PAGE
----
Chef

danny

War Hero
MonkeyTennis said:
Having a larf aincha??
1994 (i think) we got kicked out of our base location so Crab Air had somewhere nice to stay. We ended up in 10 man tents on Bardufoss Airfield. However...we had to eat in a Crabfat field galley and I kid you not - the best scran I have ever had by pusser. Chatted to the light blue cabbage mechanic, and he told me they couldnt even come close to spending their budget. Strange that all the scran money went to Biggleworth and co, and not to Royal working his knackers off dragging wooden pulks up the E6.
It's all going downhill anyway - save as you starve isnt making any money, so the standards are dropping - and anyone remember the scran on Whale Island (2000ish) when civvies took over? portion control by a spotty herbert that nearly got his spoon where the sun dont shine everytime he tried to give me 2 spuds just like the 8 stone matelot in front.

The scran at whale island was still arse last time i visited last year. Worst scran in the mob.
Joined my first PAYD bae and its the best galley ive been to. And been to most of the bases that are left.
 

Sophie

Midshipman
SILVER_FOX said:
No idea about the waiting times for entry as a Chef but they are in short supply so that has to be in your favour. Have you tried asking someone in the careers office?

SF

Hi, all the replies I've had on here a great and I'm starting to really feel as though I can have a great career as chef... my only other question now is, why are they in such short supply? just one of those things or is there something I've missed?

Soph x
 

slim

War Hero
Sophie said:
SILVER_FOX said:
No idea about the waiting times for entry as a Chef but they are in short supply so that has to be in your favour. Have you tried asking someone in the careers office?

SF

Hi, all the replies I've had on here a great and I'm starting to really feel as though I can have a great career as chef... my only other question now is, why are they in such short supply? just one of those things or is there something I've missed?

Soph x

I think you may find that it isn't the most glamorous trade in the RN so many are put off.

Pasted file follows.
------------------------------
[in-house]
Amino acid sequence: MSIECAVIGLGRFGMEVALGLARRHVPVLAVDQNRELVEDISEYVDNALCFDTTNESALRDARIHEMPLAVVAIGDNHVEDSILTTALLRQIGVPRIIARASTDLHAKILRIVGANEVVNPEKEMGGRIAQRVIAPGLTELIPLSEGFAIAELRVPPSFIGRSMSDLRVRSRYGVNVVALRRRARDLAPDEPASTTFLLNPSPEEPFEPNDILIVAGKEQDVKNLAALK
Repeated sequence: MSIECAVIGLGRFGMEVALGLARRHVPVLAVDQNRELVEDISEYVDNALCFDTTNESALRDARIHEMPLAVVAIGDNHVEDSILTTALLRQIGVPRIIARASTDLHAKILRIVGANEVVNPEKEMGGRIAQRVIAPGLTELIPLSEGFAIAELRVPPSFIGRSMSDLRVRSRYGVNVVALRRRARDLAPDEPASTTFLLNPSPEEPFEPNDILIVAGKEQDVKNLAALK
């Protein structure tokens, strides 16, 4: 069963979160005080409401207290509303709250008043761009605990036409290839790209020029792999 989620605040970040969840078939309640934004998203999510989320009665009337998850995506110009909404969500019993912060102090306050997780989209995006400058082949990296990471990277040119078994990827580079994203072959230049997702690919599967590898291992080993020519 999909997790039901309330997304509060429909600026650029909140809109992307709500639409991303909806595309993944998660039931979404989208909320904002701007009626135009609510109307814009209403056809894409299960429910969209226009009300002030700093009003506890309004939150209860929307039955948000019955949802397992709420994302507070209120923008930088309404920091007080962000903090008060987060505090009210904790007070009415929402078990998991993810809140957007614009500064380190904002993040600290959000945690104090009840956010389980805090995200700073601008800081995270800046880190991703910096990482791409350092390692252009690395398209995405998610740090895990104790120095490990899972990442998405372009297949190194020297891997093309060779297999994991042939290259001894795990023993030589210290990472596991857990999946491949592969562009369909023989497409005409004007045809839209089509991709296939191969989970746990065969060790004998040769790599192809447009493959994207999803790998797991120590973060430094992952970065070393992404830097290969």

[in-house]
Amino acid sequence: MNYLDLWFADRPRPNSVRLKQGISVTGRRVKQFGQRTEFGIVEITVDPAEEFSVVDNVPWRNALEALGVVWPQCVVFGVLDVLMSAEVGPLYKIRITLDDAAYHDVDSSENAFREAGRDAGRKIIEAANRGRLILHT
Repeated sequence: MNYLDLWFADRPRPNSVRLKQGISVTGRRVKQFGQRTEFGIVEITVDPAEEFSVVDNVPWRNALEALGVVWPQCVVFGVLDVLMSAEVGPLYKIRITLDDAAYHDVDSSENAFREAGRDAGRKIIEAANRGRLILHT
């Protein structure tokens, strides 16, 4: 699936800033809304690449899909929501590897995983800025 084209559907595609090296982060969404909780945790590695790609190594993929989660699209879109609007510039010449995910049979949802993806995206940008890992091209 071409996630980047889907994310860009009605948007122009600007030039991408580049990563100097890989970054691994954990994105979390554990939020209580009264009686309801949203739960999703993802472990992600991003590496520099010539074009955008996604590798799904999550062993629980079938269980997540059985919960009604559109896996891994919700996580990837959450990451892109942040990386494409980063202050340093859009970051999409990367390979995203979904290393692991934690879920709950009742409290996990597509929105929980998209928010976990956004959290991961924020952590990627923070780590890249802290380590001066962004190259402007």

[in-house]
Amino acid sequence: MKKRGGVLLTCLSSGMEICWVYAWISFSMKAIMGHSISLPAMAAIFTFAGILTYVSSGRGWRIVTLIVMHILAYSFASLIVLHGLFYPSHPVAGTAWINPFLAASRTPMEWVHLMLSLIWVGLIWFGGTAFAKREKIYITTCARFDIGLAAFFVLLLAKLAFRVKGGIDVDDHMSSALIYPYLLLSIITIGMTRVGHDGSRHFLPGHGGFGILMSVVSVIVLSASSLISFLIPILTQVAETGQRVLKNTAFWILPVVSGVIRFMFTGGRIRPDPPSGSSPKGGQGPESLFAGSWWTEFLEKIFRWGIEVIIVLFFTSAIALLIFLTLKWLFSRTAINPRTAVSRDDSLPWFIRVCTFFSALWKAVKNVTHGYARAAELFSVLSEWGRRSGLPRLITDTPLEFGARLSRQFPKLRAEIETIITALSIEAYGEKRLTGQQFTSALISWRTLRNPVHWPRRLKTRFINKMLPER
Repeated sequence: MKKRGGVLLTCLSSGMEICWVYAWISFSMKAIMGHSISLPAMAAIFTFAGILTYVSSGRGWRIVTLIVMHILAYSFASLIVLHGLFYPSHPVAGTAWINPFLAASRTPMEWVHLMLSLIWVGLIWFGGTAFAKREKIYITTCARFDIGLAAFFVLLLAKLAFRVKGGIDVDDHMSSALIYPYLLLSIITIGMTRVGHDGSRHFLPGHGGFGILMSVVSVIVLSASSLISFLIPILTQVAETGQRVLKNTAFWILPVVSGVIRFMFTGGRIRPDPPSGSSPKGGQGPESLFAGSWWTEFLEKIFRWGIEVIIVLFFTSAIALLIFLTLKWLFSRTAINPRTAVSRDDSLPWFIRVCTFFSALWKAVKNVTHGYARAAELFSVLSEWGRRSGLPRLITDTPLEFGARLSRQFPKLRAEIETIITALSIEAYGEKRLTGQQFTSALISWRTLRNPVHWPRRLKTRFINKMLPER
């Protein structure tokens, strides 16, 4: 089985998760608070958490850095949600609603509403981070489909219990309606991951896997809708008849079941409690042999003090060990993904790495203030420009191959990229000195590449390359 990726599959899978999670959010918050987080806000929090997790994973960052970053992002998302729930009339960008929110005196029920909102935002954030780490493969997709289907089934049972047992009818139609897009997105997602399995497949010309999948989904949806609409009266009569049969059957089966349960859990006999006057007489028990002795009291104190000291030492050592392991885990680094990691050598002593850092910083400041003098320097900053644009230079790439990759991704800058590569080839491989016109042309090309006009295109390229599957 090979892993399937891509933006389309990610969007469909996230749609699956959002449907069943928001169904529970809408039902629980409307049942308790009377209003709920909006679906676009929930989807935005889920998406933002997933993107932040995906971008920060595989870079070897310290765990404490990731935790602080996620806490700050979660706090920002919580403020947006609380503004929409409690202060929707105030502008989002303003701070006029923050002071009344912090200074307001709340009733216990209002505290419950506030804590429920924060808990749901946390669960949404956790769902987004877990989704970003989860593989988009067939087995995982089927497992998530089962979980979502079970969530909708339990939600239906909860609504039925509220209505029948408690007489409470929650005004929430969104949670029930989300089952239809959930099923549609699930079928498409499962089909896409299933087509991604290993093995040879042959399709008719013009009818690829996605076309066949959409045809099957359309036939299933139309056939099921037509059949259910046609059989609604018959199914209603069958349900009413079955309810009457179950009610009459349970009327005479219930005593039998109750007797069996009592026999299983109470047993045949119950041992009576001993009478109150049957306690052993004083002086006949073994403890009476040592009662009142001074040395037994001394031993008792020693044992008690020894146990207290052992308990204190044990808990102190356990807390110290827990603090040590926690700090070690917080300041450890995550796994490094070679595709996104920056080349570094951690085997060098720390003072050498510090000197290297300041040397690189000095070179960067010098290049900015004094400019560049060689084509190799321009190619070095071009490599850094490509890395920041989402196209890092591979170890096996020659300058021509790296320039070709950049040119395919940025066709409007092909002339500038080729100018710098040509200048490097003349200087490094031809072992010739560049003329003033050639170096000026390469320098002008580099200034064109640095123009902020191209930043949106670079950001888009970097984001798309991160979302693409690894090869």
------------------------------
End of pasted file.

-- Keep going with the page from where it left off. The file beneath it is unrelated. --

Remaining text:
During my time (many years ago) the cooks branch tended to have more than it's fair share of reprobates, however times may have changed.
prospects in today's civilian world are good for chefs leaving the armed forces.
celebrity chefs on the Television have elevated the position of chefs immensely
 

NZ_Bootneck

War Hero
All joking aside, I would think that in todays RN/RM the trade training available to chefs is first rate and that good (In the eyes of civilian employers)
trade qualifications can be attained.
It must be remembered that the chefs have to work within a budget of quite astonishing cheapness (It was about a quid a meal per man or sommat in my day, Alzheimer's prevents me from being more accurate!!) and within these restraints they do well.
As to why the Branch is undermanned, not many young thrusters join up to sling baked beans.
NZB
 

lsadirty

War Hero
Never starved on any ship or boat I was on, although some meals were better than others. Met a lot of real characters among them, especially some of the submarine chefs, who could stand back and dish out as much stick across the counter as we could, and seemed to enjoy it as much at the end of week 11 as they did at the end of week 1.
 

Ninja_Stoker

War Hero
Moderator
lsadirty said:
Never starved on any ship or boat I was on, although some meals were better than others. Met a lot of real characters among them, especially some of the submarine chefs, who could stand back and dish out as much stick across the counter as we could, and seemed to enjoy it as much at the end of week 11 as they did at the end of week 1.

It's rather refreshing to see an accurate, insightful observation on the subject of Chefs.